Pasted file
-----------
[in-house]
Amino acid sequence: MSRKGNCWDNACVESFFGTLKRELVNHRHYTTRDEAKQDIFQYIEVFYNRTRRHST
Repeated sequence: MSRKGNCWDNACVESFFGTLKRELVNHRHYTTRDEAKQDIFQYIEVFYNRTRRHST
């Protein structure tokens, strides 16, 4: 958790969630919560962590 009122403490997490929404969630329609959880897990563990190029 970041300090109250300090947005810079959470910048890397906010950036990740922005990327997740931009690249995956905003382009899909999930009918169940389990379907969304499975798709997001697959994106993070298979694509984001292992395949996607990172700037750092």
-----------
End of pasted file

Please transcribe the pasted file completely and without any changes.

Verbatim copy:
[in-house]
Amino acid sequence: MSRKGNCWDNACVESFFGTLKRELVNHRHYTTRDEAKQDIFQYIEVFYNRTRRHST
Repeated sequence: MSRKGNCWDNACVESFFGTLKRELVNHRHYTTRDEAKQDIFQYIEVFYNRTRRHST
């Protein structure tokens, strides 16, 4: 958790969630919560962590 009122403490997490929404969630329609959880897990563990190029 970041300090109250300090947005810079959470910048890397906010950036990740922005990327997740931009690249995956905003382009899909999930009918169940389990379907969304499975798709997001697959994106993070298979694509984001292992395949996607990172700037750092």